As summer nears its end, many children are facing what may be their biggest fear – going back to school. Some parents too will be facing their own fears (and no, it’s not saying goodbye as their child steps onto the bus). The return of school can bring about concerns over custody arrangements and visitation schedules for parents who share custody of their child, especially now that districts are deciding how the upcoming school year will be handled due to COVID-19. 

 On Tuesday, North Carolina Governor Roy Cooper announced that it will be up to each school district to decide how the upcoming school year will be conducted. Charlotte-Mecklenburg Schools released a statement Thursday that CMS students will rotate through schools for in-person time with teachers for the first two weeks. By August 31, all students will be taking their classes remotely. Parents can automatically opt into the proposed schedule, but students are also being offered the option to do the first two weeks from home.

 Now, how does this factor in with parents that share custody? It often comes down to who holds decision making power. Some parents have joint legal custody while others have sole legal custody. With joint legal custody, parents usually have an equal right to make certain decisions about the child and their education. Most parents want what is best for their child education-wise, so working through any decisions that need to be made about the upcoming school year now can help to avoid stress later.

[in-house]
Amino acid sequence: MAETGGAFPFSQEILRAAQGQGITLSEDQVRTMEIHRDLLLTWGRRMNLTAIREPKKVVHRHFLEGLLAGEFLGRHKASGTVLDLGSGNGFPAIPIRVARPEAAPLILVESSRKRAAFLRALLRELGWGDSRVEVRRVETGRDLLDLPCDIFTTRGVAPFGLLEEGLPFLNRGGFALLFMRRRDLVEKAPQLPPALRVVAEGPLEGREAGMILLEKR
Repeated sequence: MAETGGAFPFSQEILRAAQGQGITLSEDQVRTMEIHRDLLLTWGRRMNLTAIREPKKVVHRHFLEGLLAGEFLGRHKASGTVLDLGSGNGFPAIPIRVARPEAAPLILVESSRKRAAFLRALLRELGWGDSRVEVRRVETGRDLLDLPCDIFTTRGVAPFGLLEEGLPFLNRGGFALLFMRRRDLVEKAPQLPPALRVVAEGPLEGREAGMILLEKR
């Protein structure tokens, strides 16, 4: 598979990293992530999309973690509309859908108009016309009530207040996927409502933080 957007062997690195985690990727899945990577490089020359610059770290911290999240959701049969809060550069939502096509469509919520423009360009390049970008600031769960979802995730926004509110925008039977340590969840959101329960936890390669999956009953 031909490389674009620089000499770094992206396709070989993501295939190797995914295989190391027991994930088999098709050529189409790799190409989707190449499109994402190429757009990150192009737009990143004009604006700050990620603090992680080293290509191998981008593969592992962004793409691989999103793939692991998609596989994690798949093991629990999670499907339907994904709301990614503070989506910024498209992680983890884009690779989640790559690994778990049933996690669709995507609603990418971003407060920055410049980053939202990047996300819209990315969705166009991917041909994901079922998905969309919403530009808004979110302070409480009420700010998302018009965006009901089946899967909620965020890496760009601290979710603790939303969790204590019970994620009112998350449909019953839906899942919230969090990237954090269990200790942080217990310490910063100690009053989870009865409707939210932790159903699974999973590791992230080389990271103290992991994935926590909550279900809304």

These decisions can include: 

1.    Will the child participate in the in-person time with teachers the first two weeks of school or be completely remote?

2.    Which parent will be primarily responsible for supervision of the child’s online learning or how will the responsibility be shared?

3.    Will there be any custody arrangements that need to be resolved as a result of distanced learning? For example, if you normally pick up your child from school at the end of the school day, will you instead pick up your child at your ex’s house? Will it be at the same time that school previously released for the day? 

4.    For younger children, will one parent have to adjust his or her work schedule to assist with online learning?

5.    Will the child participate in any type of extracurricular activities if they are offered? Who will be responsible for transportation?

6.    If the child has come of school age and the parents live in different districts, which school district will the child be enrolled in? Who will be responsible for keeping up with how the chosen district interprets and executes the governor’s directives?

Children have enough anxieties about the upcoming school year as it is without having to worry about their parents disagreeing. These anxieties can be reduced by working with your ex now to come up with a safe and reasonable plan for your child and their schooling.

If you or someone you know has any questions or concerns about custody arrangements and/or visitation schedules, contact Hatcher Law Group today.